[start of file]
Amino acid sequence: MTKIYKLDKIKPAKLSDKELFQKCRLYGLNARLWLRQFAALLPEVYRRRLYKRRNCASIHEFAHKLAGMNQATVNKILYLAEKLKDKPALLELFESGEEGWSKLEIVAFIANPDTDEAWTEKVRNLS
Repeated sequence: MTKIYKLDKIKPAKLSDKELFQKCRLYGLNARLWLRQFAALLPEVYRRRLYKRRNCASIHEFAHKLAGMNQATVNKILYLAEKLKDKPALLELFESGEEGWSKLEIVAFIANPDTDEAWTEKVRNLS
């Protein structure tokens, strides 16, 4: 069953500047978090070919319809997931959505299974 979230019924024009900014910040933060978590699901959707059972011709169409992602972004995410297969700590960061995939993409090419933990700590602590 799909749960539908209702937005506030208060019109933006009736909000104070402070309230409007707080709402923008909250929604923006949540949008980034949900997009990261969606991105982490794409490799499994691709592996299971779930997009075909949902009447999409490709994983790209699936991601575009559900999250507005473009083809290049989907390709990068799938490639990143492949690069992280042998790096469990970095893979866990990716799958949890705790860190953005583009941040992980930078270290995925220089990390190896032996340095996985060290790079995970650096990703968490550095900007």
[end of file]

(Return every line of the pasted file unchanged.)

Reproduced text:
Amino acid sequence: MTKIYKLDKIKPAKLSDKELFQKCRLYGLNARLWLRQFAALLPEVYRRRLYKRRNCASIHEFAHKLAGMNQATVNKILYLAEKLKDKPALLELFESGEEGWSKLEIVAFIANPDTDEAWTEKVRNLS
Repeated sequence: MTKIYKLDKIKPAKLSDKELFQKCRLYGLNARLWLRQFAALLPEVYRRRLYKRRNCASIHEFAHKLAGMNQATVNKILYLAEKLKDKPALLELFESGEEGWSKLEIVAFIANPDTDEAWTEKVRNLS
């Protein structure tokens, strides 16, 4: 069953500047978090070919319809997931959505299974 979230019924024009900014910040933060978590699901959707059972011709169409992602972004995410297969700590960061995939993409090419933990700590602590 799909749960539908209702937005506030208060019109933006009736909000104070402070309230409007707080709402923008909250929604923006949540949008980034949900997009990261969606991105982490794409490799499994691709592996299971779930997009075909949902009447999409490709994983790209699936991601575009559900999250507005473009083809290049989907390709990068799938490639990143492949690069992280042998790096469990970095893979866990990716799958949890705790860190953005583009941040992980930078270290995925220089990390190896032996340095996985060290790079995970650096990703968490550095900007």